These well marked hospital ships
were not suppossed to be bombed.
Nurses during the war were involved in the advancement of medicine in two ways.

First, was the introduction of Penicillin. This new miracle drug, rare when the war started, was increasingly produced as the war went on. It was given to fight post injury infections which up to that time were a major cause of death. The nurses learned how to best dispense Penicillin as the war went on.

Another advance in medicine was the use of whole blood as opposed to plasma. When the war started, plasma which could replace lost blood for an injured soldier was the standard remedy. The advantage was its availability and not needing to match blood types. But experience with injured soldiers showed that the recovery was often short term as plasma did not contain much needed red blood cells. Thus, toward the end of the war whole blood was collected and given to the wounded who needed it.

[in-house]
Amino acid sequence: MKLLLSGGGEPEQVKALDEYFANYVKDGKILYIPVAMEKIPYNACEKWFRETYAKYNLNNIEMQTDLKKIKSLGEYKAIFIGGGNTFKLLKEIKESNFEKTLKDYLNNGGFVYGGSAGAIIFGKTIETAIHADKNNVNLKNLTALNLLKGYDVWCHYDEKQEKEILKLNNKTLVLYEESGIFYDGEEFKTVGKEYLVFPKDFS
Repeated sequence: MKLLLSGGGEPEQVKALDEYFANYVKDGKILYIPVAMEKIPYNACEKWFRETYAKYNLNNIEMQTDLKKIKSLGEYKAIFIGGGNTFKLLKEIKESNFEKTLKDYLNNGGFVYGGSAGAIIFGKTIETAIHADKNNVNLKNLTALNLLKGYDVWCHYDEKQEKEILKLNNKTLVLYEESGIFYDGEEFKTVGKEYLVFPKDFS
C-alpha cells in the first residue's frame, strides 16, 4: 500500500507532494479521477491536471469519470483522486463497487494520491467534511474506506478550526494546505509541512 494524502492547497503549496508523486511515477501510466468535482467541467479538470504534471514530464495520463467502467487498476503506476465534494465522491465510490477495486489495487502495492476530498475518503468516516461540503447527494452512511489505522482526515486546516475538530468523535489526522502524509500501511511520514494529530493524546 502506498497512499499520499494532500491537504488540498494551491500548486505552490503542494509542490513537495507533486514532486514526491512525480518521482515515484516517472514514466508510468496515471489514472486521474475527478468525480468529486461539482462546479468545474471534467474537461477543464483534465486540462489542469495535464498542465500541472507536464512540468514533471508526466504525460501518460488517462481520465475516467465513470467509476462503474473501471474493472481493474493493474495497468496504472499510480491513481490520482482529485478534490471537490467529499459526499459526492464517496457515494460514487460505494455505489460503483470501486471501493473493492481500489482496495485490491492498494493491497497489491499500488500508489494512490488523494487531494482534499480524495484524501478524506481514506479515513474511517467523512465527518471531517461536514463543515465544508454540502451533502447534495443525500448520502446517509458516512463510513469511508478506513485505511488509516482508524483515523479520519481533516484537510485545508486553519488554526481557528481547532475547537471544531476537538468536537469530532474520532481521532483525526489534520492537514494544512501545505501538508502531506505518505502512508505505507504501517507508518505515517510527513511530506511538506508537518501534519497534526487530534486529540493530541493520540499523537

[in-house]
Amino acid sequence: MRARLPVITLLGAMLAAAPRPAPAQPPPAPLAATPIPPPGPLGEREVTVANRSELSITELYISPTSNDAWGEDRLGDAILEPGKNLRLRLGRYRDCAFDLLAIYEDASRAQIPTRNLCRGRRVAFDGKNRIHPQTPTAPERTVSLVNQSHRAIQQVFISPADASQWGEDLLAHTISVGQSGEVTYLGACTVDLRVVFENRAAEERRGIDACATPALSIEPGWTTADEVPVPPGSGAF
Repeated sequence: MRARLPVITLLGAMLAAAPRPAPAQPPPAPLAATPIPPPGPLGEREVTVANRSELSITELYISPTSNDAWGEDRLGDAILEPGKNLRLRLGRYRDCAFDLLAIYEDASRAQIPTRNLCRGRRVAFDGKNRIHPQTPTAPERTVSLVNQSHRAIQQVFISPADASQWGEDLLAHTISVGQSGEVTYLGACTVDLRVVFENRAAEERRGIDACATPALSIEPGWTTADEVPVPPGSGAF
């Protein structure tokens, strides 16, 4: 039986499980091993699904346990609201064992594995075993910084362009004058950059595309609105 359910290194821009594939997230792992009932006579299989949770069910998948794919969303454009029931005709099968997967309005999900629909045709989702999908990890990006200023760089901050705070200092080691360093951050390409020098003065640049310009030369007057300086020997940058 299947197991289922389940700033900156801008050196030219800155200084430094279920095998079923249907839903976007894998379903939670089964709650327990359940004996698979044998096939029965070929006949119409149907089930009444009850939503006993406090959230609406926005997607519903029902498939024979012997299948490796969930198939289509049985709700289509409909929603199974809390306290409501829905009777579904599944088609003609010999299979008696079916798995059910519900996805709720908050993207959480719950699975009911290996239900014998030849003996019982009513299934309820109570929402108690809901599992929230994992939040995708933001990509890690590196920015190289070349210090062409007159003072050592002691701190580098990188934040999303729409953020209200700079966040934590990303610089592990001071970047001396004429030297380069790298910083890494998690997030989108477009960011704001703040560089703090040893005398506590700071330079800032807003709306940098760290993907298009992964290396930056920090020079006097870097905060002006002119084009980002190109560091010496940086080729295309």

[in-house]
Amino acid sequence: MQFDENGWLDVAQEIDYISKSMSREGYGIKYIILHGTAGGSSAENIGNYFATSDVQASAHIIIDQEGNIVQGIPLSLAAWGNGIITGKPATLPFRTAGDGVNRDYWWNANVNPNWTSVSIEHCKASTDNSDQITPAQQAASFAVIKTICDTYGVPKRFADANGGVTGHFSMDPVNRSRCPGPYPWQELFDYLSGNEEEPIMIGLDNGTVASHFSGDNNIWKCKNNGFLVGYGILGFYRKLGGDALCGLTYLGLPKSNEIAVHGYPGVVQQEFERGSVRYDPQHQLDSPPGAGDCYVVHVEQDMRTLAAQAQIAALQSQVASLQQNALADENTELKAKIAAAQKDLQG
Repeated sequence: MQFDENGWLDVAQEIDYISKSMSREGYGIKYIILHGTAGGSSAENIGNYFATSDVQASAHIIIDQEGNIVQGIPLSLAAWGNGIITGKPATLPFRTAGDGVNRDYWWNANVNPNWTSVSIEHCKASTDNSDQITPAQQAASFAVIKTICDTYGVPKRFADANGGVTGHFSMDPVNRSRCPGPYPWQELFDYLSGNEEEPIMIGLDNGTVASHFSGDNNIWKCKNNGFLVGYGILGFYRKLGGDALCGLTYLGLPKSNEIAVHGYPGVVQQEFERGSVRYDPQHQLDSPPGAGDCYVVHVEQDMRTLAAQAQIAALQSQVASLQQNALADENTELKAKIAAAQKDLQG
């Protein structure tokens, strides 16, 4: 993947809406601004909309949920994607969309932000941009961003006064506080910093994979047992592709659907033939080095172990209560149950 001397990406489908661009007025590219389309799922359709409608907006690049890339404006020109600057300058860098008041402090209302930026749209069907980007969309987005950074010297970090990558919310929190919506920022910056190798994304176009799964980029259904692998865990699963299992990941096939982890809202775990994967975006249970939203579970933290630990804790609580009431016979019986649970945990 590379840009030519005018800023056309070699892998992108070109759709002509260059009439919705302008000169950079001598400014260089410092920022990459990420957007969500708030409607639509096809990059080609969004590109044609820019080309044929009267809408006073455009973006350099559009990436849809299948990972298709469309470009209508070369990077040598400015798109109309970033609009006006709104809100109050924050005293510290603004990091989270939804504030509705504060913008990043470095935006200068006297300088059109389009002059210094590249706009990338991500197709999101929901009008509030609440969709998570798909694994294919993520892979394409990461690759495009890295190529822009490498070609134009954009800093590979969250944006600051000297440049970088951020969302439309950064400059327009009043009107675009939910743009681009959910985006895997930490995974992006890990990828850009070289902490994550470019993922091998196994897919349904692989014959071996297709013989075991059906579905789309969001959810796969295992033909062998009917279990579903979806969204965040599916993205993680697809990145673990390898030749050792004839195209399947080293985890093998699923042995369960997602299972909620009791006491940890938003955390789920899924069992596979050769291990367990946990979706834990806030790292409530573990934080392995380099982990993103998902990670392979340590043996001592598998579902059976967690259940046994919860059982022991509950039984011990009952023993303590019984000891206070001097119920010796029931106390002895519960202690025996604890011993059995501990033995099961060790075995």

While there is no best-selling book about the nurses of World War II there are many good books. These books have dozens of individual stories that nurses shared years after the war. It seems that almost every nurse had that one story about a badly wounded soldier that they would never forget.

Recommended books by this author are:

“They Called Them Angels” by Kathi Jackson

“No Time For Fear” by Diane Burke Fessler

“And If I Perish” by Monahan and Greenlee.
The dedication and competence of nurses during World War II is believed to have been a major factor in the extremely low post injury death rate of American Soldiers.

As 96% of those who were evacuated from the battlefield would survive to return home to their family.